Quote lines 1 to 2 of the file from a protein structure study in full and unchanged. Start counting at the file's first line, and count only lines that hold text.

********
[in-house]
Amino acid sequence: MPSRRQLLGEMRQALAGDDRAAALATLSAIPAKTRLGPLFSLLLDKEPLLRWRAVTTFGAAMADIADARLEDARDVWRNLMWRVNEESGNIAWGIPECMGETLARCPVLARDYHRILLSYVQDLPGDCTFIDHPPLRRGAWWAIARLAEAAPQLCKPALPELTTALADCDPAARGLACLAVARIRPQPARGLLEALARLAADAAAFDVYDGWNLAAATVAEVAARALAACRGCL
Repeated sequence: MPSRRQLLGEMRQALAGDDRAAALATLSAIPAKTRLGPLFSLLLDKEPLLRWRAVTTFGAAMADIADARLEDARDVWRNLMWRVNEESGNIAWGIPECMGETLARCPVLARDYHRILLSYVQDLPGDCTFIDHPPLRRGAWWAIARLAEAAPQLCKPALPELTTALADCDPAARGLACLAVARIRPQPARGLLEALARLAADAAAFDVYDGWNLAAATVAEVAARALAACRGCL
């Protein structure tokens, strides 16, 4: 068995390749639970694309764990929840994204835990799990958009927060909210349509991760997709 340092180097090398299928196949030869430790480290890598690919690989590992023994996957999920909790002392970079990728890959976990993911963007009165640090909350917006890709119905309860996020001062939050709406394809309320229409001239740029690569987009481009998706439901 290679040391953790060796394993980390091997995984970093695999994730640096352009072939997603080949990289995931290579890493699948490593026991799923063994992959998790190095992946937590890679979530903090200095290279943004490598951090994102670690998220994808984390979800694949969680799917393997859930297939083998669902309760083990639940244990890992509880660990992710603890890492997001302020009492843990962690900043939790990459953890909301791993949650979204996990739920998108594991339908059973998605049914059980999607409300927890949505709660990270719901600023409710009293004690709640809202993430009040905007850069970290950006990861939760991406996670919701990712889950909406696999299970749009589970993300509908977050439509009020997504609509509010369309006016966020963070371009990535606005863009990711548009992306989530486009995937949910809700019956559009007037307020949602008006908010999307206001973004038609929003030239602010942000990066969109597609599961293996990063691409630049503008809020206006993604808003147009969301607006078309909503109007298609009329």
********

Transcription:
[in-house]
Amino acid sequence: MPSRRQLLGEMRQALAGDDRAAALATLSAIPAKTRLGPLFSLLLDKEPLLRWRAVTTFGAAMADIADARLEDARDVWRNLMWRVNEESGNIAWGIPECMGETLARCPVLARDYHRILLSYVQDLPGDCTFIDHPPLRRGAWWAIARLAEAAPQLCKPALPELTTALADCDPAARGLACLAVARIRPQPARGLLEALARLAADAAAFDVYDGWNLAAATVAEVAARALAACRGCL